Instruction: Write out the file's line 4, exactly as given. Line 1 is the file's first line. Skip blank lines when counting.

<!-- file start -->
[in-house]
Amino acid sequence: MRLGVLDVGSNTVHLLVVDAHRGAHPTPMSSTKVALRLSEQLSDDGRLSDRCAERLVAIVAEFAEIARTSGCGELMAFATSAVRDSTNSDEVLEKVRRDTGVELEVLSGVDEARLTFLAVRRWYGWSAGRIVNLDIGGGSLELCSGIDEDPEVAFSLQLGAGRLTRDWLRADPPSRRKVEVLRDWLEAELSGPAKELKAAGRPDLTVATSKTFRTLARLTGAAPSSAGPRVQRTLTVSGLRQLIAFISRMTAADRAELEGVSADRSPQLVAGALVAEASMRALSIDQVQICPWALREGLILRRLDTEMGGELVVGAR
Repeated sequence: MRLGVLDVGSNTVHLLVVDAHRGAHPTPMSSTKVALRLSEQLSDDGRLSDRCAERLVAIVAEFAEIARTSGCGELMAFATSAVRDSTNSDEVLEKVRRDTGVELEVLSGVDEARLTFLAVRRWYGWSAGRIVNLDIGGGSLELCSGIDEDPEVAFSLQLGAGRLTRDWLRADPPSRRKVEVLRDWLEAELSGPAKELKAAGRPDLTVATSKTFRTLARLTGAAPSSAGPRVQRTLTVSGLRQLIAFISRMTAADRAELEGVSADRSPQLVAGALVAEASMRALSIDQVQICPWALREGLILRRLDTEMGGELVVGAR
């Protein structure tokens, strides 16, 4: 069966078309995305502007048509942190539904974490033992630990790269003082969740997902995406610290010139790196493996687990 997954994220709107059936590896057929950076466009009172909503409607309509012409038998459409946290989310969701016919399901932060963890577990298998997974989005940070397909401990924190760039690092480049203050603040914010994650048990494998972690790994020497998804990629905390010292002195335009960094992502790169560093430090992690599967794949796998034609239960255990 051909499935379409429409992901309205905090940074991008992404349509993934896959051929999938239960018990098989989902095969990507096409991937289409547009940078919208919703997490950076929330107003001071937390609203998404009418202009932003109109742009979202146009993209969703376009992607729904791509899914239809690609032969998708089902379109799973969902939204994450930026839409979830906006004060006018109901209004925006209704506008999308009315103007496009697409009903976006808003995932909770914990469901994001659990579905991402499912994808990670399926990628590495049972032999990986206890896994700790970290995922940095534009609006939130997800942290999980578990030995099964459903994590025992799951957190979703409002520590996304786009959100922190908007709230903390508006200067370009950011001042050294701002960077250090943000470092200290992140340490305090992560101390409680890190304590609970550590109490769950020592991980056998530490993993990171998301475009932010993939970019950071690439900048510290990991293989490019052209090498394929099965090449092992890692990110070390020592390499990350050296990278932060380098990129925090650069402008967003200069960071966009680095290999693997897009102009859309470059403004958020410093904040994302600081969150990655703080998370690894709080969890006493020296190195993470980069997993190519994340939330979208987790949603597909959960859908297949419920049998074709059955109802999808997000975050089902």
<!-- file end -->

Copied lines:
């Protein structure tokens, strides 16, 4: 069966078309995305502007048509942190539904974490033992630990790269003082969740997902995406610290010139790196493996687990 997954994220709107059936590896057929950076466009009172909503409607309509012409038998459409946290989310969701016919399901932060963890577990298998997974989005940070397909401990924190760039690092480049203050603040914010994650048990494998972690790994020497998804990629905390010292002195335009960094992502790169560093430090992690599967794949796998034609239960255990 051909499935379409429409992901309205905090940074991008992404349509993934896959051929999938239960018990098989989902095969990507096409991937289409547009940078919208919703997490950076929330107003001071937390609203998404009418202009932003109109742009979202146009993209969703376009992607729904791509899914239809690609032969998708089902379109799973969902939204994450930026839409979830906006004060006018109901209004925006209704506008999308009315103007496009697409009903976006808003995932909770914990469901994001659990579905991402499912994808990670399926990628590495049972032999990986206890896994700790970290995922940095534009609006939130997800942290999980578990030995099964459903994590025992799951957190979703409002520590996304786009959100922190908007709230903390508006200067370009950011001042050294701002960077250090943000470092200290992140340490305090992560101390409680890190304590609970550590109490769950020592991980056998530490993993990171998301475009932010993939970019950071690439900048510290990991293989490019052209090498394929099965090449092992890692990110070390020592390499990350050296990278932060380098990129925090650069402008967003200069960071966009680095290999693997897009102009859309470059403004958020410093904040994302600081969150990655703080998370690894709080969890006493020296190195993470980069997993190519994340939330979208987790949603597909959960859908297949419920049998074709059955109802999808997000975050089902």